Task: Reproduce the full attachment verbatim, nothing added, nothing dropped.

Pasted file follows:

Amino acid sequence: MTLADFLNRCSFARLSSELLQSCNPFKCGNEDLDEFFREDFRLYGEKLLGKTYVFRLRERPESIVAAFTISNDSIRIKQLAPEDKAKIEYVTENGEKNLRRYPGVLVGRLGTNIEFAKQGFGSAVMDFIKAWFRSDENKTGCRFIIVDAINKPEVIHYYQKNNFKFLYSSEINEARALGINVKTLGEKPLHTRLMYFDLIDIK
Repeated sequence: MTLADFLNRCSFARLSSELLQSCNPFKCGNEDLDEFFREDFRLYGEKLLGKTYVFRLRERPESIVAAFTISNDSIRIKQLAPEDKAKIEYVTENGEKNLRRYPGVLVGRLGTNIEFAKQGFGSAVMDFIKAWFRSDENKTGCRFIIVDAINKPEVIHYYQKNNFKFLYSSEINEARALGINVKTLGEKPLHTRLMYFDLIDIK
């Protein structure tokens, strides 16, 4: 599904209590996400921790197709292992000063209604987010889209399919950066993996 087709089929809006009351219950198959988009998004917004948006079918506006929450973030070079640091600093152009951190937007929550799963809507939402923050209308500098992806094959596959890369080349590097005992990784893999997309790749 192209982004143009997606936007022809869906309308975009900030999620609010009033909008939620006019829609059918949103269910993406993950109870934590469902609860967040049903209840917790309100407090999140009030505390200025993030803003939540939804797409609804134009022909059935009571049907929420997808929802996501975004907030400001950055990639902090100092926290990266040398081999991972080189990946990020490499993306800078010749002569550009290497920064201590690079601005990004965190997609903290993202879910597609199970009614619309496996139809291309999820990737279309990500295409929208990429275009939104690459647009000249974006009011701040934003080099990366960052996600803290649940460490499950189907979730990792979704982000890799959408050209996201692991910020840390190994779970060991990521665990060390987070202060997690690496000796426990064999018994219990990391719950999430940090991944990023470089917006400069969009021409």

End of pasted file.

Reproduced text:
Amino acid sequence: MTLADFLNRCSFARLSSELLQSCNPFKCGNEDLDEFFREDFRLYGEKLLGKTYVFRLRERPESIVAAFTISNDSIRIKQLAPEDKAKIEYVTENGEKNLRRYPGVLVGRLGTNIEFAKQGFGSAVMDFIKAWFRSDENKTGCRFIIVDAINKPEVIHYYQKNNFKFLYSSEINEARALGINVKTLGEKPLHTRLMYFDLIDIK
Repeated sequence: MTLADFLNRCSFARLSSELLQSCNPFKCGNEDLDEFFREDFRLYGEKLLGKTYVFRLRERPESIVAAFTISNDSIRIKQLAPEDKAKIEYVTENGEKNLRRYPGVLVGRLGTNIEFAKQGFGSAVMDFIKAWFRSDENKTGCRFIIVDAINKPEVIHYYQKNNFKFLYSSEINEARALGINVKTLGEKPLHTRLMYFDLIDIK
């Protein structure tokens, strides 16, 4: 599904209590996400921790197709292992000063209604987010889209399919950066993996 087709089929809006009351219950198959988009998004917004948006079918506006929450973030070079640091600093152009951190937007929550799963809507939402923050209308500098992806094959596959890369080349590097005992990784893999997309790749 192209982004143009997606936007022809869906309308975009900030999620609010009033909008939620006019829609059918949103269910993406993950109870934590469902609860967040049903209840917790309100407090999140009030505390200025993030803003939540939804797409609804134009022909059935009571049907929420997808929802996501975004907030400001950055990639902090100092926290990266040398081999991972080189990946990020490499993306800078010749002569550009290497920064201590690079601005990004965190997609903290993202879910597609199970009614619309496996139809291309999820990737279309990500295409929208990429275009939104690459647009000249974006009011701040934003080099990366960052996600803290649940460490499950189907979730990792979704982000890799959408050209996201692991910020840390190994779970060991990521665990060390987070202060997690690496000796426990064999018994219990990391719950999430940090991944990023470089917006400069969009021409």